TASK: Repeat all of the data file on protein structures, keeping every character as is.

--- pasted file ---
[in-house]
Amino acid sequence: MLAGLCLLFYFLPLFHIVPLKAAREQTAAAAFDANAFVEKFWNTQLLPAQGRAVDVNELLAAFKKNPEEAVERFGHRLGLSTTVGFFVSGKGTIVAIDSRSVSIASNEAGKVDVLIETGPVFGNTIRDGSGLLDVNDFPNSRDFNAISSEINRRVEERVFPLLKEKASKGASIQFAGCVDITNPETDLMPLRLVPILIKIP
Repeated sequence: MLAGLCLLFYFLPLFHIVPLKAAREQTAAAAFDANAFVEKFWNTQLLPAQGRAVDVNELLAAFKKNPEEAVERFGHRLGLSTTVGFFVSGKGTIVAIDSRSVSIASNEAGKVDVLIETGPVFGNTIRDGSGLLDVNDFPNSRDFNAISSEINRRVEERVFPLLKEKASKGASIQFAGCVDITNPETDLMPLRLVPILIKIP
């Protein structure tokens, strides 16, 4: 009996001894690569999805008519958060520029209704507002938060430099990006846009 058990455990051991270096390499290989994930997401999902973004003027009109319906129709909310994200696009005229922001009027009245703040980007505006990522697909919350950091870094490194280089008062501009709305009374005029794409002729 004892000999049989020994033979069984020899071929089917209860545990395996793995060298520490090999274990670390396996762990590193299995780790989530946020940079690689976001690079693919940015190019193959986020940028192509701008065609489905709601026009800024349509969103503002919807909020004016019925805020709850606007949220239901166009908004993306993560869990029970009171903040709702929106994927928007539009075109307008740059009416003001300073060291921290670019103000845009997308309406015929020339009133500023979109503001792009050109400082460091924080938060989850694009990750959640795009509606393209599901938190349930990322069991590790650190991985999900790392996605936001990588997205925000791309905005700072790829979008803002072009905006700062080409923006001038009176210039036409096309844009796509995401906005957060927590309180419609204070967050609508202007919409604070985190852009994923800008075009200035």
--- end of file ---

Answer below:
[in-house]
Amino acid sequence: MLAGLCLLFYFLPLFHIVPLKAAREQTAAAAFDANAFVEKFWNTQLLPAQGRAVDVNELLAAFKKNPEEAVERFGHRLGLSTTVGFFVSGKGTIVAIDSRSVSIASNEAGKVDVLIETGPVFGNTIRDGSGLLDVNDFPNSRDFNAISSEINRRVEERVFPLLKEKASKGASIQFAGCVDITNPETDLMPLRLVPILIKIP
Repeated sequence: MLAGLCLLFYFLPLFHIVPLKAAREQTAAAAFDANAFVEKFWNTQLLPAQGRAVDVNELLAAFKKNPEEAVERFGHRLGLSTTVGFFVSGKGTIVAIDSRSVSIASNEAGKVDVLIETGPVFGNTIRDGSGLLDVNDFPNSRDFNAISSEINRRVEERVFPLLKEKASKGASIQFAGCVDITNPETDLMPLRLVPILIKIP
């Protein structure tokens, strides 16, 4: 009996001894690569999805008519958060520029209704507002938060430099990006846009 058990455990051991270096390499290989994930997401999902973004003027009109319906129709909310994200696009005229922001009027009245703040980007505006990522697909919350950091870094490194280089008062501009709305009374005029794409002729 004892000999049989020994033979069984020899071929089917209860545990395996793995060298520490090999274990670390396996762990590193299995780790989530946020940079690689976001690079693919940015190019193959986020940028192509701008065609489905709601026009800024349509969103503002919807909020004016019925805020709850606007949220239901166009908004993306993560869990029970009171903040709702929106994927928007539009075109307008740059009416003001300073060291921290670019103000845009997308309406015929020339009133500023979109503001792009050109400082460091924080938060989850694009990750959640795009509606393209599901938190349930990322069991590790650190991985999900790392996605936001990588997205925000791309905005700072790829979008803002072009905006700062080409923006001038009176210039036409096309844009796509995401906005957060927590309180419609204070967050609508202007919409604070985190852009994923800008075009200035």